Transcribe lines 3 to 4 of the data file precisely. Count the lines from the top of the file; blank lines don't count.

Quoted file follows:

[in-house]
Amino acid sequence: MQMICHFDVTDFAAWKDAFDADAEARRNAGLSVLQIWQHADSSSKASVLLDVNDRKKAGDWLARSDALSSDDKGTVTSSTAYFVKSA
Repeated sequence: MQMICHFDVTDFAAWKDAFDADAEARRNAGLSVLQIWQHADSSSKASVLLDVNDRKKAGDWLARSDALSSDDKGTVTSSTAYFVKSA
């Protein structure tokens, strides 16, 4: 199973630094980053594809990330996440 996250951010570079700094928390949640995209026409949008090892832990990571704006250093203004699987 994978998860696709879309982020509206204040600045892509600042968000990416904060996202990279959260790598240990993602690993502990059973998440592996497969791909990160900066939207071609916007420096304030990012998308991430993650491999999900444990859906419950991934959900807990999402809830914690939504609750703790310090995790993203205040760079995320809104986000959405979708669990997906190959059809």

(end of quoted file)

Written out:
Repeated sequence: MQMICHFDVTDFAAWKDAFDADAEARRNAGLSVLQIWQHADSSSKASVLLDVNDRKKAGDWLARSDALSSDDKGTVTSSTAYFVKSA
């Protein structure tokens, strides 16, 4: 199973630094980053594809990330996440 996250951010570079700094928390949640995209026409949008090892832990990571704006250093203004699987 994978998860696709879309982020509206204040600045892509600042968000990416904060996202990279959260790598240990993602690993502990059973998440592996497969791909990160900066939207071609916007420096304030990012998308991430993650491999999900444990859906419950991934959900807990999402809830914690939504609750703790310090995790993203205040760079995320809104986000959405979708669990997906190959059809």